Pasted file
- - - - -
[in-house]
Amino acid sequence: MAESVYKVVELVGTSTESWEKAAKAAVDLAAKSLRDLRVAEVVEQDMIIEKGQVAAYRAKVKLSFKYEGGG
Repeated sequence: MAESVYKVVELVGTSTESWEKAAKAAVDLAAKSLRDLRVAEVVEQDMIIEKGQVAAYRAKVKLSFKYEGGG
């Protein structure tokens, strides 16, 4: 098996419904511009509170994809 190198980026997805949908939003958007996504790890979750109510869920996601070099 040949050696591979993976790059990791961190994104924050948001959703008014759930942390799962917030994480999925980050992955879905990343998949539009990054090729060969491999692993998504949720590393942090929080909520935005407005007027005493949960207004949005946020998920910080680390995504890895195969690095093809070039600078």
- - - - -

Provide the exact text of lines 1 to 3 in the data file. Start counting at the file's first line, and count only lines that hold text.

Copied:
[in-house]
Amino acid sequence: MAESVYKVVELVGTSTESWEKAAKAAVDLAAKSLRDLRVAEVVEQDMIIEKGQVAAYRAKVKLSFKYEGGG
Repeated sequence: MAESVYKVVELVGTSTESWEKAAKAAVDLAAKSLRDLRVAEVVEQDMIIEKGQVAAYRAKVKLSFKYEGGG